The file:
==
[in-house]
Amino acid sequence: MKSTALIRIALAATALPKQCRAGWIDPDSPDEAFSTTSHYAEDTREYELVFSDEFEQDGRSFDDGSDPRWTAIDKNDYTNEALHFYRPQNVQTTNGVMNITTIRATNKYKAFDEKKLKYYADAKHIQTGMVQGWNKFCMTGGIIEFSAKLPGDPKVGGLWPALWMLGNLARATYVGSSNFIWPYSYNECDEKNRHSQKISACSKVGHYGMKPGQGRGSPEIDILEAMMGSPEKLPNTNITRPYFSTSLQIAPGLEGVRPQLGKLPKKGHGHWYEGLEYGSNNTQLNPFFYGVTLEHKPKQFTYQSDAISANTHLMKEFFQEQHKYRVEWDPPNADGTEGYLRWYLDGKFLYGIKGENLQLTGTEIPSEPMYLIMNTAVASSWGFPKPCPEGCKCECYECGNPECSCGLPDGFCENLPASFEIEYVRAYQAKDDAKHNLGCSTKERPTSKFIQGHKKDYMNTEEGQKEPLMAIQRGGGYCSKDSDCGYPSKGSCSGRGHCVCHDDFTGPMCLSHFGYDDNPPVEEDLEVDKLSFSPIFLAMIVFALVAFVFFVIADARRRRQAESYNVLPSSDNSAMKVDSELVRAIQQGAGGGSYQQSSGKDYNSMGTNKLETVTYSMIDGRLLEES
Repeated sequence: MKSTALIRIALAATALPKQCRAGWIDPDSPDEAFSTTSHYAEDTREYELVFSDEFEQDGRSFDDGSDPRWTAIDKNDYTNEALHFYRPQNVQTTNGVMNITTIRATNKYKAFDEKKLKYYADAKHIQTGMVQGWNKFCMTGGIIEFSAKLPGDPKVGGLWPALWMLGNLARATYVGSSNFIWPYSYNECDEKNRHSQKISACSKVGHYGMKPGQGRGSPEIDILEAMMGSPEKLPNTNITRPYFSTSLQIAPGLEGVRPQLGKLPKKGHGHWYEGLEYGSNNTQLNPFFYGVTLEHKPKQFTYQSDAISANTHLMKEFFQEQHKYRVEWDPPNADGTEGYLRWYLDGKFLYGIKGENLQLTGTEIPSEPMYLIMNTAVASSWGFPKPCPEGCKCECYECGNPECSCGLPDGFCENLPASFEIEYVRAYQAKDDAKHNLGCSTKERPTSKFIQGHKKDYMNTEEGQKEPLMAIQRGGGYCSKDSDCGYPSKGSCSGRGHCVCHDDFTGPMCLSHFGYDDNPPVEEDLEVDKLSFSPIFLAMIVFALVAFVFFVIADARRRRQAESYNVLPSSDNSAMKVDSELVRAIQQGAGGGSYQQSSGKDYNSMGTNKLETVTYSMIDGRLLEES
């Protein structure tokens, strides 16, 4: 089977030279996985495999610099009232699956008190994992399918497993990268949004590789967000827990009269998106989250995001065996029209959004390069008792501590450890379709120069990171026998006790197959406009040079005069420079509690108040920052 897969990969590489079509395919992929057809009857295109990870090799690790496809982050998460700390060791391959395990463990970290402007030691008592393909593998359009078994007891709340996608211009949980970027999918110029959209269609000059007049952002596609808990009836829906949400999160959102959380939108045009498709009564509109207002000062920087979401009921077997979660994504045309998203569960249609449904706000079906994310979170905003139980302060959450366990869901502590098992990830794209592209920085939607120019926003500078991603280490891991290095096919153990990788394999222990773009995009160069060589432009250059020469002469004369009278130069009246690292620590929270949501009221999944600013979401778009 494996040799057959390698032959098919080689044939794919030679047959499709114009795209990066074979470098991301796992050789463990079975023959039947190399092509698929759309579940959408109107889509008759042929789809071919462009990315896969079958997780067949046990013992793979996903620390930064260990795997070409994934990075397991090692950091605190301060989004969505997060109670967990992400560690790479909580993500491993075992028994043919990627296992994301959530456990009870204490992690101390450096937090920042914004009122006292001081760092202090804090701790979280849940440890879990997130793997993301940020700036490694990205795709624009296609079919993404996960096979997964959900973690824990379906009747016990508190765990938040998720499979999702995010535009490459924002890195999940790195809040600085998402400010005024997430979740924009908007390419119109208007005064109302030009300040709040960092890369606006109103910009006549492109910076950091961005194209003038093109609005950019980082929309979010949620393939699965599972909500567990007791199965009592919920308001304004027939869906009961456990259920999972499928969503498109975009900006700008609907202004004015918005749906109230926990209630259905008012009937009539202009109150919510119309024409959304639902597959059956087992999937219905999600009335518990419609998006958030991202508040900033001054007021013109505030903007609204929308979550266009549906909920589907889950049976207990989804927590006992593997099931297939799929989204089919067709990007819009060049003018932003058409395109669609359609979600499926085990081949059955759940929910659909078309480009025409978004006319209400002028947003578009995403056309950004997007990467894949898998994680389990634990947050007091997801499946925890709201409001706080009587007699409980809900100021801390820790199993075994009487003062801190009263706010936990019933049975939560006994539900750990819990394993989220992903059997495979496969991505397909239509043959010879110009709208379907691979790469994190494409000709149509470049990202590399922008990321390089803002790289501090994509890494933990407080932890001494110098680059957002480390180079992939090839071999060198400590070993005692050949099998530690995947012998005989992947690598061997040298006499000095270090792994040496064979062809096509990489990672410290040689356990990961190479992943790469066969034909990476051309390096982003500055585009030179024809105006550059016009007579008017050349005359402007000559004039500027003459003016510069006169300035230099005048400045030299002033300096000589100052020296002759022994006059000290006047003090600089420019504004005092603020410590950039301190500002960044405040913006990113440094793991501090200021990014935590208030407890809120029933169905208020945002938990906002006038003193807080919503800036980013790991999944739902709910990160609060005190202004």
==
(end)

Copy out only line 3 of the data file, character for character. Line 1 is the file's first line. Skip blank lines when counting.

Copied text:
Repeated sequence: MKSTALIRIALAATALPKQCRAGWIDPDSPDEAFSTTSHYAEDTREYELVFSDEFEQDGRSFDDGSDPRWTAIDKNDYTNEALHFYRPQNVQTTNGVMNITTIRATNKYKAFDEKKLKYYADAKHIQTGMVQGWNKFCMTGGIIEFSAKLPGDPKVGGLWPALWMLGNLARATYVGSSNFIWPYSYNECDEKNRHSQKISACSKVGHYGMKPGQGRGSPEIDILEAMMGSPEKLPNTNITRPYFSTSLQIAPGLEGVRPQLGKLPKKGHGHWYEGLEYGSNNTQLNPFFYGVTLEHKPKQFTYQSDAISANTHLMKEFFQEQHKYRVEWDPPNADGTEGYLRWYLDGKFLYGIKGENLQLTGTEIPSEPMYLIMNTAVASSWGFPKPCPEGCKCECYECGNPECSCGLPDGFCENLPASFEIEYVRAYQAKDDAKHNLGCSTKERPTSKFIQGHKKDYMNTEEGQKEPLMAIQRGGGYCSKDSDCGYPSKGSCSGRGHCVCHDDFTGPMCLSHFGYDDNPPVEEDLEVDKLSFSPIFLAMIVFALVAFVFFVIADARRRRQAESYNVLPSSDNSAMKVDSELVRAIQQGAGGGSYQQSSGKDYNSMGTNKLETVTYSMIDGRLLEES